Machine learning

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Machine learning is a generic term for the "artificial" generation of knowledge from experience : an artificial system learns from examples and can generalize them after the learning phase has ended . To do this, machine learning algorithms build a statistical model that is based on training data. This means that the examples are not simply learned by heart , but patterns and regularities in the learning data are recognized. The system also unknown data can judge ( learning transfer ) or of unknown learning data fail ( over-fitting ; English overfitting ). Were from the wide range of possible applications mentioned here: automated diagnostic methods, detection of credit card fraud , stock market analysis, classification of nucleotide sequences , voice and text recognition and autonomous systems .

The topic is closely related to " Knowledge Discovery in Databases " and " Data Mining ", which, however, are primarily concerned with finding new patterns and regularities. Many algorithms can be used for either purpose. Methods of "knowledge discovery in databases" can be used to produce or preprocess learning data for "machine learning". In return, algorithms from machine learning are used in data mining. The term must also be differentiated from the term “ deep learning ”, which is only one possible learning variant using artificial neural networks .

Symbolic and non-symbolic approaches

In machine learning, the type and power of the knowledge representation play an important role. A distinction is made between symbolic approaches in which the knowledge - both the examples and the induced rules - is explicitly represented, and non-symbolic approaches, such as neural networks , which are "trained" to behave in a predictable manner but which do not provide any insight into the allow learned solutions; knowledge is implicitly represented here.

In the symbolic approaches, a distinction is made between propositional and predicate logic systems. Representatives of the former are ID3 and its successor C4.5 . The latter are developed in the field of inductive logic programming .

Algorithmic approaches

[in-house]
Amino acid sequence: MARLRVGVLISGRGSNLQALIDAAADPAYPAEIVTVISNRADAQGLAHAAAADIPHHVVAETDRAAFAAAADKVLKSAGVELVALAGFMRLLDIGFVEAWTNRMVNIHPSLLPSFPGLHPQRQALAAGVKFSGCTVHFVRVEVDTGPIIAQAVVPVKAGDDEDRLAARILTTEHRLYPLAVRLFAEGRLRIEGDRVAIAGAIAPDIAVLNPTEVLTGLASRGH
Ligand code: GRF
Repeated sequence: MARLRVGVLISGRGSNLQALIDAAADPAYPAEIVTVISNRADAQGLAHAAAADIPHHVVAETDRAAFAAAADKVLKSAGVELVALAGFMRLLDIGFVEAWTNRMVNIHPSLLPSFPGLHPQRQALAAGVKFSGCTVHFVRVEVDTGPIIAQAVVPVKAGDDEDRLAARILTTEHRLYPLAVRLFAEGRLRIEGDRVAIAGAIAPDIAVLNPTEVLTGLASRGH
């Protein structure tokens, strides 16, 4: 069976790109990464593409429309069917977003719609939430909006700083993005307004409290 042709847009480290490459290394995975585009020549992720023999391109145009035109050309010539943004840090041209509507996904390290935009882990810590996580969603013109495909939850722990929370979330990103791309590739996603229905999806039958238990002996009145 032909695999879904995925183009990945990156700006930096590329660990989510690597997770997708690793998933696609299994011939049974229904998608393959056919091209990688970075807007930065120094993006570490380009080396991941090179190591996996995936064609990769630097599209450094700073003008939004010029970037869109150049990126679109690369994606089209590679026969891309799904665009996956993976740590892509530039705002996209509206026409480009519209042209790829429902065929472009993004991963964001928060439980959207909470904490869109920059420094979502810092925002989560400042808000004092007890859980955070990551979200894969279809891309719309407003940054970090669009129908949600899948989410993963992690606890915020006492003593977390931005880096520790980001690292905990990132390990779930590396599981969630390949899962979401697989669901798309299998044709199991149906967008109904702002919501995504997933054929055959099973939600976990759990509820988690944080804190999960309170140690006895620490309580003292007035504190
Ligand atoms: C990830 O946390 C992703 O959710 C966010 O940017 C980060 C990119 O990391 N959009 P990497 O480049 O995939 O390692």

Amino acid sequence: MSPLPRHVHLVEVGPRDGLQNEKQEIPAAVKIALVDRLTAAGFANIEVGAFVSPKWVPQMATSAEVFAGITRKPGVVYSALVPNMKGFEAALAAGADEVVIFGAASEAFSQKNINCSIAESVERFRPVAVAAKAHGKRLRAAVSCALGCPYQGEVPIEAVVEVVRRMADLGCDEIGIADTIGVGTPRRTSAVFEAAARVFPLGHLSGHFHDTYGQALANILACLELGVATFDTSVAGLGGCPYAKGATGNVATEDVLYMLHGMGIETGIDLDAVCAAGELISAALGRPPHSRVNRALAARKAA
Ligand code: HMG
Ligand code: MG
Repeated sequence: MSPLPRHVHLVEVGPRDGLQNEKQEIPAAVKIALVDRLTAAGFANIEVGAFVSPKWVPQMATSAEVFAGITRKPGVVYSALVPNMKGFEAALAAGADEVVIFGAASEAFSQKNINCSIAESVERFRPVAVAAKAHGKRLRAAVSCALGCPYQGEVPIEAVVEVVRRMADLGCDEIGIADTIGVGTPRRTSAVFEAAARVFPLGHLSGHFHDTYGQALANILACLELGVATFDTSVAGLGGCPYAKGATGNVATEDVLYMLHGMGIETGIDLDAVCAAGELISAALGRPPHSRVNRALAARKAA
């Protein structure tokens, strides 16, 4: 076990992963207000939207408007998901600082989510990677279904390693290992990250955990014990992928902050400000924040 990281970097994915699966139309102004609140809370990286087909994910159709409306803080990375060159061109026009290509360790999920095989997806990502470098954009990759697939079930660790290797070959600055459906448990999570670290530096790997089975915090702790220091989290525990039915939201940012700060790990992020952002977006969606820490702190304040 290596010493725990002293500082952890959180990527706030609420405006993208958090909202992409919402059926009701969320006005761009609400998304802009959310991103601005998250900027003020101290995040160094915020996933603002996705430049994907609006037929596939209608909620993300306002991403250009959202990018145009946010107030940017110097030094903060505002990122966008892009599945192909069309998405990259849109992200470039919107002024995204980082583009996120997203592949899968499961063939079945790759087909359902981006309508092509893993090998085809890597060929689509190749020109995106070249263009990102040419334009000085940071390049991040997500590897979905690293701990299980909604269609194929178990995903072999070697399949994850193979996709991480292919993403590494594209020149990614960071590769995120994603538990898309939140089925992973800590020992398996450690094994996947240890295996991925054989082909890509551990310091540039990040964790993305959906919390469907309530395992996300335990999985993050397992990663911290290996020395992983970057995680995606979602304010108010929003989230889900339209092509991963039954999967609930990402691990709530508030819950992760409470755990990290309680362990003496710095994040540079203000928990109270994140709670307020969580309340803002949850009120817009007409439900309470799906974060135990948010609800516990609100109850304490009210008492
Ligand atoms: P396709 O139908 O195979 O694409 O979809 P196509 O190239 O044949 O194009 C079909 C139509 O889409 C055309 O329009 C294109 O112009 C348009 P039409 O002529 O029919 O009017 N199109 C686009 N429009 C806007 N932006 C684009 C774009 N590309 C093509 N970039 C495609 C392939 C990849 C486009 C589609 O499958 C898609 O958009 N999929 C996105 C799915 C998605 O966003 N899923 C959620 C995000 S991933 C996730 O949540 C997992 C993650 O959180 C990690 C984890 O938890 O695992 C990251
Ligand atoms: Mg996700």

The practical implementation takes place using algorithms . Various algorithms from the field of machine learning can be roughly divided into two groups: supervised learning (English supervised learning ) and unsupervised learning (English unsupervised learning ).

Supervised learning

The algorithm learns a function from given pairs of inputs and outputs. A “teacher” provides the correct function value for an input while learning. The aim of supervised learning is that after several calculations with different inputs and outputs, the network is trained to be able to create associations. One area of supervised learning is automatic classification . An example of use would be handwriting recognition .

A few more subcategories for supervised learning can be identified that are mentioned more often in the literature:

  • Partly supervised learning (English semi-supervised learning ) The associated outputs are only known for some of the inputs.
  • Reinforcement learning (English reinforcement learning ) The algorithm learns through reward and punishment tactics, how to act in potentially occurring situations to the benefit of the agents (i. E. The system to which the learning component belongs) to maximize. This is the most common form of human learning.
  • Active learning (English active learning ) The algorithm has the possibility of asking for the correct output for some of the inputs. The algorithm must determine the questions that promise a high level of information gain in order to keep the number of questions as small as possible.
  • Independent learning (English self-training ) This algorithm can be divided into two main components. The first algorithm component (teacher) derives further data sets with pseudo-labels from an existing labeled data set. The second algorithm component now learns from the extended labeled data set and applies the patterns it finds to its own model.

Unsupervised learning